Summertime for businesses means not only softball leagues, company picnics and “fun Fridays,” but also a wave of fresh new professionals eager to trade their commencement gowns for business attire.
The Council of Public Relations Firms hosted more than 100 aspiring PR professionals (from 14 different member firms) three weeks ago at our annual “Internfest.” Collectively, this group was smart, energetic and motivated. And fortunate. According to several of our HR Roundtable members, these were the most competitive internship programs in recent memory which means that this year’s crop of interns has already achieved something noteworthy.
Today’s economic realities have indeed created a very competitive environment. Most college students today are familiar with data points such as these:
- A recent survey by the National Association of Colleges and Employers states that only 20% of 2009 graduates will be gainfully employed following their commencement ceremonies (down from over 50% in 2007) — 73 percent of which had completed an internship.
- For those fortunate enough to have landed their first job during these turbulent times, studies showthat they will earn lower wages — between 7% and 8% less — compared to their counterparts hired pre and post recession — over the next 10-plus years.
- What’s up? Graduate school enrollment. Traditionally viewed as a safe haven during times of economic instability, grad schools have seen an 8% rise in applications in 2009.
How to make a PR Firm Internship Work
Getting placed in an internship program has become a coveted opportunity for the majority of college students in this country. Public relations firms have certainly been a beneficiary of students’ efforts to gain “real world” work experience during the summer months.
So, how does one best leverage this experience to increase the chances of landing a first job? Here are five key points made at the Internfest:
- Make yourself the best possible resource for colleagues – send relevant articles and updates to team members and be that “go to” person.
- Despite the recent “dash to digital” make sure you have a firm foundation and understanding of traditional public relations practices.
- Show initiative and offer to take ownership of projects…but know your limits.
- Be receptive to constructive criticism – understand that your colleagues want to see you succeed, and accepting their feedback will foster professional growth.
- You live in a virtual fishbowl, and you will be Googled as soon as a firm shows interest in you – be smart about ensuring you have a strong online presence and brand that showcases potential employers who you are.
A survey we conducted after Internfest revealed that 51 percent of the interns are optimistic about finding a job after graduation; 48% believe that their internship experience is their most marketable attribute.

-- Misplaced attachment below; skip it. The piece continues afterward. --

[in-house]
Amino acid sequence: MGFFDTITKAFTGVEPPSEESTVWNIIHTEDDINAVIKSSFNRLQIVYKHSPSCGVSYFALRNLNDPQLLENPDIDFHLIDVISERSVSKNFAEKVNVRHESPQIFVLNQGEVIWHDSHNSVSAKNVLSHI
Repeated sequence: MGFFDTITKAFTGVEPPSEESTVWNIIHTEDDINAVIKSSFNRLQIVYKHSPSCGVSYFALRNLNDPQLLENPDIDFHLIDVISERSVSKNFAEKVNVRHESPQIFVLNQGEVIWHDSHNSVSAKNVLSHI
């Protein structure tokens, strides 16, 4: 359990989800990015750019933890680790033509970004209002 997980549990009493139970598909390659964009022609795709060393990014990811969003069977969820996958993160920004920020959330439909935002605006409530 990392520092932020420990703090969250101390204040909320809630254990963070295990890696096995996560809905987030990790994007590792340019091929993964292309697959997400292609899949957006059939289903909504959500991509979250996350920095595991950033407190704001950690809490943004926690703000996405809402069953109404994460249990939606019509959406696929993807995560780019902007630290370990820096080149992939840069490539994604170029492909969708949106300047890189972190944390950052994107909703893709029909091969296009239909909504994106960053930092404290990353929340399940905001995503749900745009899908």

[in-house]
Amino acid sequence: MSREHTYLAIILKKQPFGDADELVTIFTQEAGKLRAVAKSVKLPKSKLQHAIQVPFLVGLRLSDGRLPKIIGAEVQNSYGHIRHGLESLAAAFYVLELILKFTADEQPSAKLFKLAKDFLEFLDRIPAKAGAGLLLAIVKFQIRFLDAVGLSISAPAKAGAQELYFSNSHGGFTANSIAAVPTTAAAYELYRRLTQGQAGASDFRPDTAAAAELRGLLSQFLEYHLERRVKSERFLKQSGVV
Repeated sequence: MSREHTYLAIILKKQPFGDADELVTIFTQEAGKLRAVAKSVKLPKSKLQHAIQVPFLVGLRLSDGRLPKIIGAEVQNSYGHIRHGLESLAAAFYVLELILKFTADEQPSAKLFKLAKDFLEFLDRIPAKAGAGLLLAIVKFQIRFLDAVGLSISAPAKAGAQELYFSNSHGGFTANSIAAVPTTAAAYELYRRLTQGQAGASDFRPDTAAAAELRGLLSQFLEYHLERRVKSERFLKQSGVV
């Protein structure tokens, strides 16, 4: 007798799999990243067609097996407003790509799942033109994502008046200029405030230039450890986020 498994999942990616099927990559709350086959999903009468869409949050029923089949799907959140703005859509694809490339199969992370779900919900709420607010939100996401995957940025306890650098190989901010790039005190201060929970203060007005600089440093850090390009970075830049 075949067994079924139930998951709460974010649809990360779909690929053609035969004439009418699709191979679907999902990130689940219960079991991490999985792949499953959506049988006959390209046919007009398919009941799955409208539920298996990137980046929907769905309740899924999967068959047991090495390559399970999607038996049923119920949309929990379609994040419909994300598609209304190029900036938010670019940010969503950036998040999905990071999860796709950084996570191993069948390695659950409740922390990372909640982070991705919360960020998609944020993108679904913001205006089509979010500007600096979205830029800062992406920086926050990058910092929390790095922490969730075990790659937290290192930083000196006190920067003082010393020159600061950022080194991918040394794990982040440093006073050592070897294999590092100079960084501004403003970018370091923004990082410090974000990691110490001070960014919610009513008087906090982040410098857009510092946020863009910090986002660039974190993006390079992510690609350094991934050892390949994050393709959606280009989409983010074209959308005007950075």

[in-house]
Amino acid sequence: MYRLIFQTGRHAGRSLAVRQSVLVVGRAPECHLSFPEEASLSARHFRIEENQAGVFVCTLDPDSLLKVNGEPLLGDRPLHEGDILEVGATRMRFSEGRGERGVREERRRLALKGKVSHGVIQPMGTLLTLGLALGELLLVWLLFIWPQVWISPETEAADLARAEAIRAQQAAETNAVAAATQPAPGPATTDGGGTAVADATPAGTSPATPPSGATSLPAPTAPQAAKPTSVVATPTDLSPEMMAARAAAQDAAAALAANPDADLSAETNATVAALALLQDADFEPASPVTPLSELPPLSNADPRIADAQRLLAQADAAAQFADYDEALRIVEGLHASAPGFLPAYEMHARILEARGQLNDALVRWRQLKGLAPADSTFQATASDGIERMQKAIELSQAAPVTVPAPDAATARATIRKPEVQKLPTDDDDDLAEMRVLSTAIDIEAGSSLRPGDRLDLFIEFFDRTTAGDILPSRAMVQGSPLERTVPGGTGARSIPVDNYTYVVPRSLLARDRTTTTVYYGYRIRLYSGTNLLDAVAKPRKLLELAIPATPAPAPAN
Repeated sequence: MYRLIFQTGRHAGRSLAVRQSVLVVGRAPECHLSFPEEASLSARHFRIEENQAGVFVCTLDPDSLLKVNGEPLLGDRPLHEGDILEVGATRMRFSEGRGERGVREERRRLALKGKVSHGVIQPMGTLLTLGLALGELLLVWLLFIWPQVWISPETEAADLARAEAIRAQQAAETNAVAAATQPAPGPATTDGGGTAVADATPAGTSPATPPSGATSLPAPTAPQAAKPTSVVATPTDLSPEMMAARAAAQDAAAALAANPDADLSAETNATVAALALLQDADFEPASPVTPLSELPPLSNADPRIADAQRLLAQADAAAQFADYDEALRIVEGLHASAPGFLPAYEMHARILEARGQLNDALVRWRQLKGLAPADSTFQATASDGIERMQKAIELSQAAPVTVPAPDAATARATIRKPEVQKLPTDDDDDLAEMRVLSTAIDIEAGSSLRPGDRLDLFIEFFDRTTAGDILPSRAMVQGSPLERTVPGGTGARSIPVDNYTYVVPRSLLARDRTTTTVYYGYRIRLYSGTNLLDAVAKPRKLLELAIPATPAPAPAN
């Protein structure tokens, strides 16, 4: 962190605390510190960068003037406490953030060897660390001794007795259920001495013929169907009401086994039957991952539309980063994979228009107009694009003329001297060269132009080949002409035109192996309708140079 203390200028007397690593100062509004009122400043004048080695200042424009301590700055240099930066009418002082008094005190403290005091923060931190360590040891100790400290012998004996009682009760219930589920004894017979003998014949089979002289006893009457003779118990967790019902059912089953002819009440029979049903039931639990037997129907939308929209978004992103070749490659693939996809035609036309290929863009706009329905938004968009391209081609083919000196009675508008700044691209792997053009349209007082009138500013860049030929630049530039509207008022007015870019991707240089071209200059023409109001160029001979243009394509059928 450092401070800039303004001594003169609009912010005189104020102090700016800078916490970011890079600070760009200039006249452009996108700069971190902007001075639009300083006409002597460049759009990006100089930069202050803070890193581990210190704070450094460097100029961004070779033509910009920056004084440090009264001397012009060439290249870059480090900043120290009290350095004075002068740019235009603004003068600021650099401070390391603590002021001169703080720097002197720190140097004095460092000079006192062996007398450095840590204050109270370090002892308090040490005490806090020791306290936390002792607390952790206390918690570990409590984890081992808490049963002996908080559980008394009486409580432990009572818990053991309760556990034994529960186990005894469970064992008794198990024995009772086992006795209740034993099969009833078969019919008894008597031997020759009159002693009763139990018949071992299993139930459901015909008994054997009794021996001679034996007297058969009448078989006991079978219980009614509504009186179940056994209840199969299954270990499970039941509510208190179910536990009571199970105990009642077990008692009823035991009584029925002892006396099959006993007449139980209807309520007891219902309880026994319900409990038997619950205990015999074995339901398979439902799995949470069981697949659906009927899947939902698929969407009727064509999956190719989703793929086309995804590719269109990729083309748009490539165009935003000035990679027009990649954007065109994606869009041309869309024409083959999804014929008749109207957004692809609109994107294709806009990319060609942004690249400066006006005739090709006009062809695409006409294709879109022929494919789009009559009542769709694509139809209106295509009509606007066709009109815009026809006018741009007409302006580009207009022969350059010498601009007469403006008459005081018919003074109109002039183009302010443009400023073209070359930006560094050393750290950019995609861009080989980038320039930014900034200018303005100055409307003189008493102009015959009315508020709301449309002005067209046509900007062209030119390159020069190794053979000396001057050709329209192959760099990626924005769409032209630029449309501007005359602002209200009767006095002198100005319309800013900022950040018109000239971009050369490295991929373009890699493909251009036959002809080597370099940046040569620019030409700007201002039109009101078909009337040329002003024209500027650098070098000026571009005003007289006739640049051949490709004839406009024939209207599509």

Interestingly, 45% believe their writing ability is their most marketable skill, a claim that some in the industry would find dubious. Finally, in a generation engulfed in social media, only 12% believe that their personal network provides the best chance of landing a first job.
Despite, but also as a result the challenges they face, the current class of soon-to-be college graduates have the potential to be great contributors to the industry. Those who stand out will have shown extraordinary perseverance, drive and integrity necessary to excel in public relations.
A 2008 graduate of Marist College, Matt Soriano did two media-related internships before landing his full-time job as Member Services Coordinator for the Council of Public Relations Firms. Thanks to Council SVP Matt Shaw for suggesting that I share this post from the Council’s Firm Voice online magazine with Culpwrit readers .
One thought on “Converting PR Internship Into Full-time Job”
Matt: This is a wonderful piece sent to me by an intern, William Fitzgerald, who is having a wonderful experience working for Stan Stein and his team at Weber Shandwick in Birmingham, Michigan. I want to chime in by saying that as part of a recent PRSA based survey I completed on the subject of the quality of entry level PR writing (a subject for another day, published in the most recent edition of the Journalism and Mass Communication Educator) I uncovered an interesting factoid. Nearly two thirds of all PR firms expect if not require a recent grad to have done one or more internships, but they also say (more than 60%) that they are inclined to hire from their own base of interns. The message: Want a job — get an internship and then follow the wonderful advice you are giving in your column. Richard Cole, Prof and Chair, Advertising, PR and Retailing, MSU, East Lansing